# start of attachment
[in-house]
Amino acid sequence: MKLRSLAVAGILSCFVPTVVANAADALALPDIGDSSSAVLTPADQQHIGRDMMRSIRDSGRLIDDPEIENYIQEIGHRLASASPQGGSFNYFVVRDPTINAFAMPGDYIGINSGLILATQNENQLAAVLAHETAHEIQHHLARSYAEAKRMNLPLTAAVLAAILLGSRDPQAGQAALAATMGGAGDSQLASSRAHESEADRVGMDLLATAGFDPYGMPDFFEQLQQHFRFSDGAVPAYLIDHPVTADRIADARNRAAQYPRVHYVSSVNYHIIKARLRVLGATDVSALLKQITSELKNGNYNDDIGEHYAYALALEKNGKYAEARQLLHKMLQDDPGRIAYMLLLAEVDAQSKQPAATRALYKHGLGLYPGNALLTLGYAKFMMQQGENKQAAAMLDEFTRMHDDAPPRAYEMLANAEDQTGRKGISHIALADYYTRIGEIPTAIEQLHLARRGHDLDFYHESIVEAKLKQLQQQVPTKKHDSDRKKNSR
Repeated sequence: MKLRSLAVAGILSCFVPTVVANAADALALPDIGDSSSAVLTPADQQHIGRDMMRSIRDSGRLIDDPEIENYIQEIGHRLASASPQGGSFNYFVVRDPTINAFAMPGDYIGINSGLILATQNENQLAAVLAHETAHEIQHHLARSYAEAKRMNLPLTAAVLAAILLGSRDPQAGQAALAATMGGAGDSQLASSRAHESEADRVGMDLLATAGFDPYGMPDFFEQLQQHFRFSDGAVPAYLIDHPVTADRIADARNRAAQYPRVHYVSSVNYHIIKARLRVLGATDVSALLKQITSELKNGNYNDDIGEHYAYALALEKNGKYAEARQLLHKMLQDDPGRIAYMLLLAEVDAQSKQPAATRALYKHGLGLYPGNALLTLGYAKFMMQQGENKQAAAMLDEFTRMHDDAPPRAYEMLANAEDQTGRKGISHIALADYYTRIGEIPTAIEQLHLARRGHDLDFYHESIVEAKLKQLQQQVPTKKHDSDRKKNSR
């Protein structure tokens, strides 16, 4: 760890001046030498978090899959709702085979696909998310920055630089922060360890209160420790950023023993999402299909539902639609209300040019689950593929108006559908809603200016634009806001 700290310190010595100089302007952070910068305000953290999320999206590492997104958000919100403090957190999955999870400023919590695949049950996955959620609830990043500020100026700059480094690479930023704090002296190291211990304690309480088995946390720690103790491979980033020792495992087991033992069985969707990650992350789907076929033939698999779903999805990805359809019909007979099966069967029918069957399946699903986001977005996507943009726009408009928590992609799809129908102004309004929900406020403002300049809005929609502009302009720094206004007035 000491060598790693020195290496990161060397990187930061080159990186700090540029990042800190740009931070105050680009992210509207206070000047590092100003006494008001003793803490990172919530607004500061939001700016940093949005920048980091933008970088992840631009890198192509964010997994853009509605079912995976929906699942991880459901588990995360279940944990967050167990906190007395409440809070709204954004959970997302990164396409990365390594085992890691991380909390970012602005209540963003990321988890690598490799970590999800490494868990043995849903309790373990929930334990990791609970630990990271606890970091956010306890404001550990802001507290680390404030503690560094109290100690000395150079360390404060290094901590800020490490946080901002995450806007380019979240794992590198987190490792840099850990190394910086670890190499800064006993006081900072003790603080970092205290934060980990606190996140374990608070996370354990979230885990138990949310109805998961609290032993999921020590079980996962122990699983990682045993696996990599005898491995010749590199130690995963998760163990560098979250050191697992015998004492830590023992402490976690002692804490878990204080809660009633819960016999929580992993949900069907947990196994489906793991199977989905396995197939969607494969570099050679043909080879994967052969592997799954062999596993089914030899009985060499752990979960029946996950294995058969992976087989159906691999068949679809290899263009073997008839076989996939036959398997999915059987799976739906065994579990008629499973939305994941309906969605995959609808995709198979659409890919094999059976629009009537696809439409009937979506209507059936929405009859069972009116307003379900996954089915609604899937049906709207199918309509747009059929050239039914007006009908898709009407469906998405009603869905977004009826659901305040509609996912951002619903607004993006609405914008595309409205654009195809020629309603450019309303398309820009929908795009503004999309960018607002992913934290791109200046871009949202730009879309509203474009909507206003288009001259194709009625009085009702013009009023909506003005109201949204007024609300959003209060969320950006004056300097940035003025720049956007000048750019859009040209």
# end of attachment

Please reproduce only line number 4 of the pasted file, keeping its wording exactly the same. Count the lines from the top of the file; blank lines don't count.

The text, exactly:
């Protein structure tokens, strides 16, 4: 760890001046030498978090899959709702085979696909998310920055630089922060360890209160420790950023023993999402299909539902639609209300040019689950593929108006559908809603200016634009806001 700290310190010595100089302007952070910068305000953290999320999206590492997104958000919100403090957190999955999870400023919590695949049950996955959620609830990043500020100026700059480094690479930023704090002296190291211990304690309480088995946390720690103790491979980033020792495992087991033992069985969707990650992350789907076929033939698999779903999805990805359809019909007979099966069967029918069957399946699903986001977005996507943009726009408009928590992609799809129908102004309004929900406020403002300049809005929609502009302009720094206004007035 000491060598790693020195290496990161060397990187930061080159990186700090540029990042800190740009931070105050680009992210509207206070000047590092100003006494008001003793803490990172919530607004500061939001700016940093949005920048980091933008970088992840631009890198192509964010997994853009509605079912995976929906699942991880459901588990995360279940944990967050167990906190007395409440809070709204954004959970997302990164396409990365390594085992890691991380909390970012602005209540963003990321988890690598490799970590999800490494868990043995849903309790373990929930334990990791609970630990990271606890970091956010306890404001550990802001507290680390404030503690560094109290100690000395150079360390404060290094901590800020490490946080901002995450806007380019979240794992590198987190490792840099850990190394910086670890190499800064006993006081900072003790603080970092205290934060980990606190996140374990608070996370354990979230885990138990949310109805998961609290032993999921020590079980996962122990699983990682045993696996990599005898491995010749590199130690995963998760163990560098979250050191697992015998004492830590023992402490976690002692804490878990204080809660009633819960016999929580992993949900069907947990196994489906793991199977989905396995197939969607494969570099050679043909080879994967052969592997799954062999596993089914030899009985060499752990979960029946996950294995058969992976087989159906691999068949679809290899263009073997008839076989996939036959398997999915059987799976739906065994579990008629499973939305994941309906969605995959609808995709198979659409890919094999059976629009009537696809439409009937979506209507059936929405009859069972009116307003379900996954089915609604899937049906709207199918309509747009059929050239039914007006009908898709009407469906998405009603869905977004009826659901305040509609996912951002619903607004993006609405914008595309409205654009195809020629309603450019309303398309820009929908795009503004999309960018607002992913934290791109200046871009949202730009879309509203474009909507206003288009001259194709009625009085009702013009009023909506003005109201949204007024609300959003209060969320950006004056300097940035003025720049956007000048750019859009040209």